Time-of-Flight (ToF) sensors are often under-appreciated, which is why John Kvam from ST will hold two lectures at the next the bottom of drones to facilitate landing operations, or on artificial legs to simplify obstacle detection, and they have found new applications in AR and VR, as other presenters at the Developers Conference will attest. In many cases, they have replaced complex, expensive, and inelegant workarounds thanks to a simple, inexpensive, and precise sensor that is quite easy to program and integrate., to introduce them and explain how to optimize products around them. When people hear “proximity sensor”, they most often think of smartphones, laptops, or automated taps in public washrooms, but there are a lot more applications that already benefit from these inexpensive and accurate solutions. Engineers have placed Time-of-Flight sensors in fascinating devices, like
Understanding Time-of-Flight Sensors
Very simply, a ToF sensor will send a laser, wait for it to bounce off a surface, and use the time it took the light to travel back and forth to determine the object’s proximity, something that ST calls FlightSense. Hence, a Time-of-Flight sensor has two major components: an emitter and a receiver. The emitter is often a VCSEL (Vertical-Cavity Surface-Emitting Laser), which uses mirrors to emit a light perpendicular to the surface of the die. In general, lasers come from a quantum well made of gallium arsenide (GaAs) and aluminum gallium arsenide (AlGaAs) to produce light with a wavelength ranging between 750 nm and 980 nm. VCSEL has many advantages, such as the ability to more quickly focus on a particular wavelength, and test the laser at the wafer level to reduce production costs.
To detect the photons coming back to the ToF sensor, ST uses a Single-Photon Avalanche Diode (SPAD). As the name suggests, this component contains a photodetector so sensitive that a single photon can trigger an avalanche current. Hence, during normal operations, the VCSEL sends light at regular intervals. When the SPAD starts to get a response, a system inside the sensor increases emissions by sending millions of pulses of light every second, while the processor measures the current from the SPAD to average the number of photons that came back and the time it took them to do so. The result is a value that determines the proximity of the surface reflecting the laser.
VL6180X and VL53L0X: It’s All About Power and Range
To better understand ST’s family of sensors we sat down with John Kvam who joined the team behind those components more than a year and a half ago. As an application Engineer at ST for more than 10 years with extensive knowledge in embedded systems, he doesn’t hesitate to compare his work on ToF sensors to a “religious experience”, which is quite fitting because you won’t find someone with more zeal, conviction, and passion. Hence, it’s pretty much a guarantee that he will make converts out of his listeners.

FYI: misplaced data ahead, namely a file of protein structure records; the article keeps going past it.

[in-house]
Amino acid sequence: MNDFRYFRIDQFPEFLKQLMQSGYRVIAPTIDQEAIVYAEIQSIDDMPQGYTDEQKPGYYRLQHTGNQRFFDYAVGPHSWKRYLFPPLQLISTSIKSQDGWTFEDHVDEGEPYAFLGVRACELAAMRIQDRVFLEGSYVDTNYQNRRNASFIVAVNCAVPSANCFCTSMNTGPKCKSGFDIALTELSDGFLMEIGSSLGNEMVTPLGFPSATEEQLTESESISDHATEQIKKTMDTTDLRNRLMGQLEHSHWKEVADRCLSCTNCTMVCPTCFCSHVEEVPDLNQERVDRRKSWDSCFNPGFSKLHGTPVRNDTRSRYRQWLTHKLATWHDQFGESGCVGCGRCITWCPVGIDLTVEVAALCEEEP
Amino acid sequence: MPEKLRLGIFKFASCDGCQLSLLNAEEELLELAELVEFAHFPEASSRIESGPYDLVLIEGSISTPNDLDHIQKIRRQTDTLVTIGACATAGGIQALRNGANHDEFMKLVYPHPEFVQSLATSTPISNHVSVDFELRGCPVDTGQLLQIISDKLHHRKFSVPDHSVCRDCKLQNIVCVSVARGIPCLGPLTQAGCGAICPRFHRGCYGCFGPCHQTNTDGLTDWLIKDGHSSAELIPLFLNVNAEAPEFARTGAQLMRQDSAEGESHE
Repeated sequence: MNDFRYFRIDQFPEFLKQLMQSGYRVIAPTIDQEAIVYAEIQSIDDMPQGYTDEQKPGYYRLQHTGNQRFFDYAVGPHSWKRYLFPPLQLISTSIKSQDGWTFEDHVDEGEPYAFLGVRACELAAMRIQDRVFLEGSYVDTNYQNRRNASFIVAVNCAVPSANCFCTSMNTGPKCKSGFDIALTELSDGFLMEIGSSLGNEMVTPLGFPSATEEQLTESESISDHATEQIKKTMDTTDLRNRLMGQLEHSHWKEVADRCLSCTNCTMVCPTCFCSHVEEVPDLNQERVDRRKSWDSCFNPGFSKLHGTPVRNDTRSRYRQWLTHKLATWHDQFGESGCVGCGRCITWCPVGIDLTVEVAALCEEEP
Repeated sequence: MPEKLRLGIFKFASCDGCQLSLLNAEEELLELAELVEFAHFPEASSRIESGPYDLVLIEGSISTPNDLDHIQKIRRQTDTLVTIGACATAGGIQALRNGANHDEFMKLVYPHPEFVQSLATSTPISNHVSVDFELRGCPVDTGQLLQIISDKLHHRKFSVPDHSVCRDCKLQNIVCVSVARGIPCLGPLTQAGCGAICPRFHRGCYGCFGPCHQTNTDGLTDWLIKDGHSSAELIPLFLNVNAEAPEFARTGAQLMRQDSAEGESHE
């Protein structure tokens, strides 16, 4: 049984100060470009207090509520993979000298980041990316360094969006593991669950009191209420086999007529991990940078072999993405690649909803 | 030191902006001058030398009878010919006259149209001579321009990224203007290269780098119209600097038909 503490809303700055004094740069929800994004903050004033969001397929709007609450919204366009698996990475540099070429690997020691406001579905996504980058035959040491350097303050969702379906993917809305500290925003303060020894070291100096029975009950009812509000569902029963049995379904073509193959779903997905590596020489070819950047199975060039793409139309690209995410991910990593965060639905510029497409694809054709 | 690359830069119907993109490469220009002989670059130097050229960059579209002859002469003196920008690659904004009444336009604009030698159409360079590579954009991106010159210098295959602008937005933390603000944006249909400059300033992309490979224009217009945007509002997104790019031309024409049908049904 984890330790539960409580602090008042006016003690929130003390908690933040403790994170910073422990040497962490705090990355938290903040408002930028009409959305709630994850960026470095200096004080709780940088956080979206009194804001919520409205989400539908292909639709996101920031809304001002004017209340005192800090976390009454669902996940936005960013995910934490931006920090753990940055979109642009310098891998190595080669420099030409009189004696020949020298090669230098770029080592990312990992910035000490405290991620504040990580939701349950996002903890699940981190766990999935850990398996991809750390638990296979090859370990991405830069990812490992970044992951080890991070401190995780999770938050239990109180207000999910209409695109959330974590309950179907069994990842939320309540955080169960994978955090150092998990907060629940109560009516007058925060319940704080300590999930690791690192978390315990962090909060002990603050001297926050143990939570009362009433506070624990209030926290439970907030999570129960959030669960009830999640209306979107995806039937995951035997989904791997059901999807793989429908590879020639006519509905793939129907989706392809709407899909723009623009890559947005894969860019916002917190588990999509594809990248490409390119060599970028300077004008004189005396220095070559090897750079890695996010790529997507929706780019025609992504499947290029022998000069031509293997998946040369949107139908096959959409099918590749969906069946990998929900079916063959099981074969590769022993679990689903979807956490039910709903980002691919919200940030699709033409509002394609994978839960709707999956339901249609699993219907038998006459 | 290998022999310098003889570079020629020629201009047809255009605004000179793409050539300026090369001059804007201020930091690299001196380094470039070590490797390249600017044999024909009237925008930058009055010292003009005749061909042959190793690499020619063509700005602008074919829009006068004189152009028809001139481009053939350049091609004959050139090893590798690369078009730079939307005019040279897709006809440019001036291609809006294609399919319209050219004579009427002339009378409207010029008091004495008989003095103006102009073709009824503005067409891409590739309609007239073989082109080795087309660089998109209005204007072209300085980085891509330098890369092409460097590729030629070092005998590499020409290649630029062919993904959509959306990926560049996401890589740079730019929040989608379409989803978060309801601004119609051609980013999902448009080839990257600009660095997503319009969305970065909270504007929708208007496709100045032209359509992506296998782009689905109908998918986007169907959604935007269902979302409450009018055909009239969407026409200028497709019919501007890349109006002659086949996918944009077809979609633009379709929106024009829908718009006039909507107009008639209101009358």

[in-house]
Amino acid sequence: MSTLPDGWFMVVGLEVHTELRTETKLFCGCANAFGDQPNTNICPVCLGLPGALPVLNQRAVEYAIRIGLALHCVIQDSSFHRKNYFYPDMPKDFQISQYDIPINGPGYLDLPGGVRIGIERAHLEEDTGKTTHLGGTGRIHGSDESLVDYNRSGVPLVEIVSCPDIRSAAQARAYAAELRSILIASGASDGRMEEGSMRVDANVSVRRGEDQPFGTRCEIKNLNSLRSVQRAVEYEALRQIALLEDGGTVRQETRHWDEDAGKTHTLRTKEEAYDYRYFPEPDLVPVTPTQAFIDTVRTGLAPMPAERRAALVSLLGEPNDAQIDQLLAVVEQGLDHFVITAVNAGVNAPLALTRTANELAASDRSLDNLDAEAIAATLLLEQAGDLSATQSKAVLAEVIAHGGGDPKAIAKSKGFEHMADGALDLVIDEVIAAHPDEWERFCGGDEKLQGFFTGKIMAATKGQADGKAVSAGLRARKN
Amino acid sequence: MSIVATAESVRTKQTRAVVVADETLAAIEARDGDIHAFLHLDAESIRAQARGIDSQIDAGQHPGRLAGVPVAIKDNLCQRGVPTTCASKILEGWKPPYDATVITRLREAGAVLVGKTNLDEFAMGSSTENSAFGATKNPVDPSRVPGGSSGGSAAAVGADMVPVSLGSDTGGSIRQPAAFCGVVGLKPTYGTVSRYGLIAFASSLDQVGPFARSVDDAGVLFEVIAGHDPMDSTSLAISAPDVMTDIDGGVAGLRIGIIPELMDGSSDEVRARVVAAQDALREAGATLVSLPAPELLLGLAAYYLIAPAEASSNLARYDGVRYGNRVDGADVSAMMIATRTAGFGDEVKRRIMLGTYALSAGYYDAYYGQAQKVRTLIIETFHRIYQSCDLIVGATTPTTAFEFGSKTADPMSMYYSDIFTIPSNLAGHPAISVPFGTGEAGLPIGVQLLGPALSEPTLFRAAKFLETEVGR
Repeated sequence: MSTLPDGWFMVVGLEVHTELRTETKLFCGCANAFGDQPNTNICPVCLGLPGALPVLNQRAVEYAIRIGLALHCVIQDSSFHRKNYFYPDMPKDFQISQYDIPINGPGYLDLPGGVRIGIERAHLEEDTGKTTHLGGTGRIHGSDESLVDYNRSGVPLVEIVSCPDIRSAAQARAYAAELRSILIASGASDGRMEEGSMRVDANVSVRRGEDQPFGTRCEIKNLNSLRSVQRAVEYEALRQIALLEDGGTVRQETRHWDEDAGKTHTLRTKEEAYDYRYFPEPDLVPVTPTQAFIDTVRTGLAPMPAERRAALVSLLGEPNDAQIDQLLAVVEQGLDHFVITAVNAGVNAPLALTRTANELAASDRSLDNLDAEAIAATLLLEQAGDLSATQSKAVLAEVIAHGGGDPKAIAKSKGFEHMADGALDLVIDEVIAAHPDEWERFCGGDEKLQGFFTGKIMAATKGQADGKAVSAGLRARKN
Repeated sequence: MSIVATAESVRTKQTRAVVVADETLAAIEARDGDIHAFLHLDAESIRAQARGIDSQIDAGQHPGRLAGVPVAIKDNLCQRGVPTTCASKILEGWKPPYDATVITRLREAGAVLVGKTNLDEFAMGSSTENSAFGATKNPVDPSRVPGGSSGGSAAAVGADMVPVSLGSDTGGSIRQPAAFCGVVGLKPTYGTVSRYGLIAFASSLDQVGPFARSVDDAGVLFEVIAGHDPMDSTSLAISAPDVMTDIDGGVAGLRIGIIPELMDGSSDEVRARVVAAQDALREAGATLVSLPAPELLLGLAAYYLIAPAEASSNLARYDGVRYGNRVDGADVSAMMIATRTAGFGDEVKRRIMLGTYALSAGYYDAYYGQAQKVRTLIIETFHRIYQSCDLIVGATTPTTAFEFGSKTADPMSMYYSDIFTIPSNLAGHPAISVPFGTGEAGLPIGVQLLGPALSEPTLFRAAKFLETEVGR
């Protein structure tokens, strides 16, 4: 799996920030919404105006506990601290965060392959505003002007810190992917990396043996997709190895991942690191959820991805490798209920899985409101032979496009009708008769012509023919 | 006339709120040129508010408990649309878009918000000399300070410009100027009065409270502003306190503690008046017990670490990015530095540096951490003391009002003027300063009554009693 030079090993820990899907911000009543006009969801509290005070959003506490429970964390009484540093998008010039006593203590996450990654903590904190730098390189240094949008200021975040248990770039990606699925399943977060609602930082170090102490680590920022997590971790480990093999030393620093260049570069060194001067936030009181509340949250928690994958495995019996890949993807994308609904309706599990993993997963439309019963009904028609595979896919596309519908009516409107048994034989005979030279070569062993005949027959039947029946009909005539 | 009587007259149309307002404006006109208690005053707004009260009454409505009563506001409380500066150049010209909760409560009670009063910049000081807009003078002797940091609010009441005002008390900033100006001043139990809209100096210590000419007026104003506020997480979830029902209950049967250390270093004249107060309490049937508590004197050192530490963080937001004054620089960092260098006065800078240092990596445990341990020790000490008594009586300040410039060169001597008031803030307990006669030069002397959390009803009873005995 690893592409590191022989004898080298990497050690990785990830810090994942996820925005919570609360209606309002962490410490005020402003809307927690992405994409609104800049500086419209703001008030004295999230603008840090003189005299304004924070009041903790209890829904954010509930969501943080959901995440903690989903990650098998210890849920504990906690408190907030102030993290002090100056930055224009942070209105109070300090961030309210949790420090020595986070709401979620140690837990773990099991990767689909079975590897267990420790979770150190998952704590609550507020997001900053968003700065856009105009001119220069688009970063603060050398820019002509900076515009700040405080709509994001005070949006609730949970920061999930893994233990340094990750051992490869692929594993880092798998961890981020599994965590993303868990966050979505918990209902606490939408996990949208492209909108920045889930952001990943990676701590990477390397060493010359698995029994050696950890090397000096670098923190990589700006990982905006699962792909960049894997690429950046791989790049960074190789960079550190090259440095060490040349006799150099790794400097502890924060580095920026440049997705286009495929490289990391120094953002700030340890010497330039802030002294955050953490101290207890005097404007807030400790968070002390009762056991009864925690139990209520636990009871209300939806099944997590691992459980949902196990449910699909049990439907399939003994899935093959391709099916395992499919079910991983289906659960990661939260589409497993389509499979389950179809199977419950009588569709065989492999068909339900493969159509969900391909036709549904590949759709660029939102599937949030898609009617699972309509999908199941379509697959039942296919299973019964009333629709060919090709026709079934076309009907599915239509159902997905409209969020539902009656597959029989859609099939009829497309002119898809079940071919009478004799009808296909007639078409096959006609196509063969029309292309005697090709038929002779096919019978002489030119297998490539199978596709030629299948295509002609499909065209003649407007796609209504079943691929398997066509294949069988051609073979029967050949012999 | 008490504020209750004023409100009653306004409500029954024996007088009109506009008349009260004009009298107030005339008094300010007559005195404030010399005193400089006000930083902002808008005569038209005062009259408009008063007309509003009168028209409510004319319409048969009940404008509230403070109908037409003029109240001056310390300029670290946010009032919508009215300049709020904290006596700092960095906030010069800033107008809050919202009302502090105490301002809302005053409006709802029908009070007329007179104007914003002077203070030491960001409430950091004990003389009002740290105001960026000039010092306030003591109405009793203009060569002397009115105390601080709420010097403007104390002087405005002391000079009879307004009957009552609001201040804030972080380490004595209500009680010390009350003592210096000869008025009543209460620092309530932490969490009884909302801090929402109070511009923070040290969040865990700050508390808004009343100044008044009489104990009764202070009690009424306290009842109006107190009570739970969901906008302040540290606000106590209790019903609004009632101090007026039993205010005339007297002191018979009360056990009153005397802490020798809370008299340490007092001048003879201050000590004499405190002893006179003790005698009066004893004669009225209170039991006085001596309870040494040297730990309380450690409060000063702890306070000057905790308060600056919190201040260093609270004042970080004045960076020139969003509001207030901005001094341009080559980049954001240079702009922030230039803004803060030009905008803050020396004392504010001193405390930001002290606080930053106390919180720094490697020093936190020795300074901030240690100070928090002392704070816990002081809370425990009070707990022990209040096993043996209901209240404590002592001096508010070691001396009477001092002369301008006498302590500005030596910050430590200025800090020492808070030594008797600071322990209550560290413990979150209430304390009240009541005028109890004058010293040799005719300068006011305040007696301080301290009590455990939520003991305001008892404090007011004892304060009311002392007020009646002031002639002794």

As John explained, ST has two major ToF sensors: the VL6180X and the VL53L0X. The former has an official range of only 10 centimeters (four inches), although the firmware can be tweaked to detect objects as far as 40 cm (almost 16 in), and its 850 nm laser makes it an excellent solution for low-power applications, while its I2C interface greatly simplifies its integration. On the other hand, the latter demands more power, thanks to a 940 nm laser, but it has a range of up to two meters (6.6 ft) and can more easily bounce off different colors and textures. It’s also the smallest Time-of-Flight sensor in the world. Finally, ST has already announced working on a new ToF sensor, the VL53L1, which allows for multi-object detection and multi-zone scanning.
Seeing the World as ToF Sensors
The reason John is also giving a lecture on ToF optimization is that, as he explains, very few people understand the need to comprehensively test their system. The world we see with our eyes is very different from what it looks like at an 850 nm or 940 nm wavelength. As a result, what we think is easily detectable by sensors can sometimes go completely unnoticed, and vice-versa.
For instance, the human eye can easily spot a bottle of water in clear plastic in a well-lit room, but it is entirely invisible to the proximity sensor unless the laser is aiming at the bottle’s label. On the contrary, objects in a very dark environment would still very easily reflect the laser beam, even if they’d be hard to spot by a person. Hence, it’s imperative to evaluate a design and not work on assumptions based on our senses, which could prove misleading.
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ToF at the ST Developers Conference
As a result, ST doesn’t only provide the smallest and most efficient proximity sensors in the industry, but the most comprehensive development solutions. The X-NUCLEO–6180XA1 and X-NUCLEO–53L0A1 are expansion boards designed to sit on top of a NUCLEO board to immensely facilitate prototyping. The boards are very inexpensive, which makes testing a breeze. ST also offers free software packages, like the X-CUBE–53L0A1 and X-CUBE–6180XA1, which include drivers, middleware, source codes, application examples, and APIs to help developers build apps quickly. There are even binaries to ensure that testing a program is as easy as dragging and dropping a file onto a volume. Finally, STSW-IMG006 is a Graphical User Interface for Windows that helps visualize the data coming from the VL53L0X to better understand the component’s measurements and build pertinent software around the results.
John Kvam’s two presentations are “Introduction to ST’s Time of Flight Technology: FlightSense”, and “Optimization of Time-of-Flight based products.”
To attend them and learn more about the incredible opportunities afforded by ToF sensors,.